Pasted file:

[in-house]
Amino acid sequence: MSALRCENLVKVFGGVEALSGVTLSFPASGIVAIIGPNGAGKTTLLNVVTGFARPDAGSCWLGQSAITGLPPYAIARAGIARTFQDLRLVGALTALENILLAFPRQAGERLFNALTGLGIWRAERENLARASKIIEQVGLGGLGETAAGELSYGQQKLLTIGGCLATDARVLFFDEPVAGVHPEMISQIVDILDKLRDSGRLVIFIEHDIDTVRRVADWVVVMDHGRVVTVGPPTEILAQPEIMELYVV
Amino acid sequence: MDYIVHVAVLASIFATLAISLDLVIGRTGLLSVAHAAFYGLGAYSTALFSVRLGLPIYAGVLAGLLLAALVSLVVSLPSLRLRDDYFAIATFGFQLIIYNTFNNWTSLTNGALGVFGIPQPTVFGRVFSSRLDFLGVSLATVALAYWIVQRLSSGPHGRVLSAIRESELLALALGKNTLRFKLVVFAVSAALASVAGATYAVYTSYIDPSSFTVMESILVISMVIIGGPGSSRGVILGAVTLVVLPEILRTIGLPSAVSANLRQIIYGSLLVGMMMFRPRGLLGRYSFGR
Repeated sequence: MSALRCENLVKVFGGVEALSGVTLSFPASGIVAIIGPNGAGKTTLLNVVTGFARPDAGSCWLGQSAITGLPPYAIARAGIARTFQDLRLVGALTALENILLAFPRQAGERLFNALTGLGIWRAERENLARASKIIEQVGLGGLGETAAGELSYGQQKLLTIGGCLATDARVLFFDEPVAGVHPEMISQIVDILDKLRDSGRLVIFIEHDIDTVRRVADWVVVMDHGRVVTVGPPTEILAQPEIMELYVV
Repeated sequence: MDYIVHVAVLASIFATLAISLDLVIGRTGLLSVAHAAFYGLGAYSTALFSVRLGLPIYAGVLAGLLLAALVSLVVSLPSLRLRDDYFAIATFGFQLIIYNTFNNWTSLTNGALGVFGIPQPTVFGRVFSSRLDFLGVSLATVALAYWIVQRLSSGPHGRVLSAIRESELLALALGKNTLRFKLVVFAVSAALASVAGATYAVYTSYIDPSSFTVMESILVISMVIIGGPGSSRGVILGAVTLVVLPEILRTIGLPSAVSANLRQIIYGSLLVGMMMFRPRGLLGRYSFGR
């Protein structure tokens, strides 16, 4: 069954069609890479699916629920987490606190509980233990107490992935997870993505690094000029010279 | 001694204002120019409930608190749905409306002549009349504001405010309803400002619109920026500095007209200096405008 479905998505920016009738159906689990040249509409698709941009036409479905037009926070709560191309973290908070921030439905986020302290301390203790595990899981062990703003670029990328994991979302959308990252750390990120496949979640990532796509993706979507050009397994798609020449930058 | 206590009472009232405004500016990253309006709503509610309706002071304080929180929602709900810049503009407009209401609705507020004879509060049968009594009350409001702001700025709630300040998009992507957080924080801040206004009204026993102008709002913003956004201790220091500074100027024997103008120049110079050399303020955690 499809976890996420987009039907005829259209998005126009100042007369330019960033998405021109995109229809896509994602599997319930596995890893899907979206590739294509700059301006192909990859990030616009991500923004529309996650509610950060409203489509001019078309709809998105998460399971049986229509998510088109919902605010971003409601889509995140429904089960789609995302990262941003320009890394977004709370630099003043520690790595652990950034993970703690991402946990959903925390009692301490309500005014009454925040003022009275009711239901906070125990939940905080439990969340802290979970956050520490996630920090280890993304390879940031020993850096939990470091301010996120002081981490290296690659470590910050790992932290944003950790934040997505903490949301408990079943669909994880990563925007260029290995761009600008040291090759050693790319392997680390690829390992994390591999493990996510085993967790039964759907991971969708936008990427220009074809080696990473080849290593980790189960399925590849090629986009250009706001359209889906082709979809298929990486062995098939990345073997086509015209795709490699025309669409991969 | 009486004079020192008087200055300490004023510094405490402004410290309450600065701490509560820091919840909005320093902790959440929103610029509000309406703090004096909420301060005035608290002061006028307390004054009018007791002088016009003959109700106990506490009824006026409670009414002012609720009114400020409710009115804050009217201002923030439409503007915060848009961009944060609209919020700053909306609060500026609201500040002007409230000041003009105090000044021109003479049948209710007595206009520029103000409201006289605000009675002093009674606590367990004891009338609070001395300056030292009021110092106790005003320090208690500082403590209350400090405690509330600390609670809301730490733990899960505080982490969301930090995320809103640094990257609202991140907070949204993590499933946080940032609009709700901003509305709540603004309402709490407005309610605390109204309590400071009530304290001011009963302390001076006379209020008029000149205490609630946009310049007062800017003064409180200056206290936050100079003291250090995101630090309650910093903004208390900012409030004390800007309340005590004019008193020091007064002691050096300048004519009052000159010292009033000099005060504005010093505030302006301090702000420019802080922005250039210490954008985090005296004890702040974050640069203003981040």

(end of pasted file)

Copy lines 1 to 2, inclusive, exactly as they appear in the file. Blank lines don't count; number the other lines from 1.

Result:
[in-house]
Amino acid sequence: MSALRCENLVKVFGGVEALSGVTLSFPASGIVAIIGPNGAGKTTLLNVVTGFARPDAGSCWLGQSAITGLPPYAIARAGIARTFQDLRLVGALTALENILLAFPRQAGERLFNALTGLGIWRAERENLARASKIIEQVGLGGLGETAAGELSYGQQKLLTIGGCLATDARVLFFDEPVAGVHPEMISQIVDILDKLRDSGRLVIFIEHDIDTVRRVADWVVVMDHGRVVTVGPPTEILAQPEIMELYVV